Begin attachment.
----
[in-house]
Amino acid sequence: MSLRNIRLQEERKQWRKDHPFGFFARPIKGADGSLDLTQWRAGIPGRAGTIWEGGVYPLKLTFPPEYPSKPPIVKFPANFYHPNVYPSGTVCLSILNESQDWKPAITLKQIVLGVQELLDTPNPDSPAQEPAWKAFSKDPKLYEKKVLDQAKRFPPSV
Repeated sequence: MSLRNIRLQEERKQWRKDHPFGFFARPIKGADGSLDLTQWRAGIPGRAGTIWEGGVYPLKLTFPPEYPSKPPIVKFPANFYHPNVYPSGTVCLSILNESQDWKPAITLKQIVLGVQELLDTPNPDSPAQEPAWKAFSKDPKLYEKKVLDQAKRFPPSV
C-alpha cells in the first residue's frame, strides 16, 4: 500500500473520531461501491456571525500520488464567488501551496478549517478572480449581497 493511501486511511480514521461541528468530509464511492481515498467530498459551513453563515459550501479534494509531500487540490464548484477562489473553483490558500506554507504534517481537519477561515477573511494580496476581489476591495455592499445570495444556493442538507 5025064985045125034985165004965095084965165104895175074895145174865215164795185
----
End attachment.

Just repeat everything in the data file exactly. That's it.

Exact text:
[in-house]
Amino acid sequence: MSLRNIRLQEERKQWRKDHPFGFFARPIKGADGSLDLTQWRAGIPGRAGTIWEGGVYPLKLTFPPEYPSKPPIVKFPANFYHPNVYPSGTVCLSILNESQDWKPAITLKQIVLGVQELLDTPNPDSPAQEPAWKAFSKDPKLYEKKVLDQAKRFPPSV
Repeated sequence: MSLRNIRLQEERKQWRKDHPFGFFARPIKGADGSLDLTQWRAGIPGRAGTIWEGGVYPLKLTFPPEYPSKPPIVKFPANFYHPNVYPSGTVCLSILNESQDWKPAITLKQIVLGVQELLDTPNPDSPAQEPAWKAFSKDPKLYEKKVLDQAKRFPPSV
C-alpha cells in the first residue's frame, strides 16, 4: 500500500473520531461501491456571525500520488464567488501551496478549517478572480449581497 493511501486511511480514521461541528468530509464511492481515498467530498459551513453563515459550501479534494509531500487540490464548484477562489473553483490558500506554507504534517481537519477561515477573511494580496476581489476591495455592499445570495444556493442538507 5025064985045125034985165004965095084965165104895175074895145174865215164795185